The (UD) Review, May 15, 2001
Review Header

David Hoffman

TEXT of Article

Foreign editor speaks about Russia

BY AMY PASTERNACK

Staff Reporter

"When something as big as the transformation of Russia happens, it's important for people to understand exactly how and why."

University alumnus David Hoffman, foreign editor for the Washington Post, discussed how Russian capitalism was born and the changes Russia has faced throughout the years Thursday night at Clayton Hall.

Hoffman, the final speaker in the Global Agenda lecture series, said Russian capitalism was born on the ashes of the Soviet Union. He described it as one of the most unusual transformations in history.

"While the flaws and dangers were real, are real and will be real," he said, "the truth is that something else really remarkable happened when the Soviet Union fell apart."

Hoffman said after the Soviet Union collapsed, a system was changed "without a bloody revolution.

"A country with the world's largest land mass threw up a failed experiment in socialism," he said.

Hoffman said three lessons can be learned from Russia's failure and the resulting changes.

"One, what we say and do about Russia has impact," he said. "Our voice matters.

"Two, the real signs of change are often not at the highest level of power.

"Three, there is no easier way to make shock therapy less shocking."

Ralph Begleiter, distinguished journalist in residence, who coordinated the lecture series, said he chose Hoffman to speak because he had a variety of experiences.

"How often can you get someone [like this] in one package?" Begleiter said.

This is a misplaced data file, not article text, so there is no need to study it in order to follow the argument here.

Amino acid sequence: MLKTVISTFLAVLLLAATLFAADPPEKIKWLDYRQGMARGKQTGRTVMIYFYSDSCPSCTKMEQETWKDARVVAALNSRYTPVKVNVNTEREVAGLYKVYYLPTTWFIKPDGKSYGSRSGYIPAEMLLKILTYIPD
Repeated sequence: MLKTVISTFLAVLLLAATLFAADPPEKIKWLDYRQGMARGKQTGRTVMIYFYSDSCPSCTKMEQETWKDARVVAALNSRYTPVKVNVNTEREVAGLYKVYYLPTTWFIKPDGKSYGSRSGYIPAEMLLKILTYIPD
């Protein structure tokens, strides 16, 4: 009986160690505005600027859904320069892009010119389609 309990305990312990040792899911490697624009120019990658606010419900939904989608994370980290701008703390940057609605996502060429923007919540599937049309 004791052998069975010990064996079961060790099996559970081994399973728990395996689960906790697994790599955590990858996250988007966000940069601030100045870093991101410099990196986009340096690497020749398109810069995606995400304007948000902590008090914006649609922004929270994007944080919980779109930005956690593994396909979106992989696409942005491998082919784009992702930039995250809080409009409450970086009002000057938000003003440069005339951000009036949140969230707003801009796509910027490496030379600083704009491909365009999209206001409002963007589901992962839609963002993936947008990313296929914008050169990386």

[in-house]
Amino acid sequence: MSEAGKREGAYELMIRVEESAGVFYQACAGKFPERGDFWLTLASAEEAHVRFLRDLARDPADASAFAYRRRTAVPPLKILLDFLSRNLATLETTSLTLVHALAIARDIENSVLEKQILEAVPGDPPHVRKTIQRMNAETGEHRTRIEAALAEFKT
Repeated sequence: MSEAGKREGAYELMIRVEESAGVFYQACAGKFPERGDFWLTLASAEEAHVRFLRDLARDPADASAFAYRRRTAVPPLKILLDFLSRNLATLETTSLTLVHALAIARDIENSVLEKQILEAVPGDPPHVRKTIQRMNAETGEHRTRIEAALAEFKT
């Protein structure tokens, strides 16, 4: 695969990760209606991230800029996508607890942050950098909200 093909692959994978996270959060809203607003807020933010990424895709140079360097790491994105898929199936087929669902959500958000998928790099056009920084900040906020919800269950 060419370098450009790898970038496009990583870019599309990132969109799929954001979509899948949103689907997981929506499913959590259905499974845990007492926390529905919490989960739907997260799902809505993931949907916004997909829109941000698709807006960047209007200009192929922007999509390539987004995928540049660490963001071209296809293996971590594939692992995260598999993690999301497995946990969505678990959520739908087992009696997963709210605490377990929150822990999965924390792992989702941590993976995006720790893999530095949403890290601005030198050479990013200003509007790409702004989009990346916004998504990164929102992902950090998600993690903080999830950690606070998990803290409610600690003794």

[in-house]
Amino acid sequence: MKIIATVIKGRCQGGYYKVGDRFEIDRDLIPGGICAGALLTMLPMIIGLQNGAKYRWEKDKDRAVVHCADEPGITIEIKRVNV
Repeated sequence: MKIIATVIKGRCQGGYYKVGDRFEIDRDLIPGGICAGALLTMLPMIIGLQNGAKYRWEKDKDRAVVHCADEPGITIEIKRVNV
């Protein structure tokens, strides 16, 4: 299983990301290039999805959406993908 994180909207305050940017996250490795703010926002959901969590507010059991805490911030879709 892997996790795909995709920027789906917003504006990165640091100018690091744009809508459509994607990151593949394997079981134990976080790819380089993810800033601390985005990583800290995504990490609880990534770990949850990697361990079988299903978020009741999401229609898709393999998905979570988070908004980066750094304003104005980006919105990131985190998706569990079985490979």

Senior Jennifer Marzouk said she thought Hoffman was interesting.

"I didn't know much about Russia," she said. "It was nice to see what daily life was like and the changes that need to be made and have been made."

Begleiter said this event, which was attended by approximately 200 people, benefitted the students.

"[Hoffman] is a gold mine," he said. "This is the reason why journalists are proud to be journalists."

Prior to his position as foreign editor, Hoffman served as Moscow bureau chief and Jerusalem bureau chief. He was also an editor for The Review.

Hoffman was extremely critical of the United States and the Clinton and Bush administrations, Begleiter said, and he believed the U.S. was giving up on nuclear negotiations.

"This was an unusual circumstance," he said. "Having spent five years living and traveling through Russia, he is an expert in the area."

Hoffman said he was glad to be back at the university to discuss a familiar topic.

"I enjoyed talking to the students because they were very curious," he said. "Curious in a good way, that is."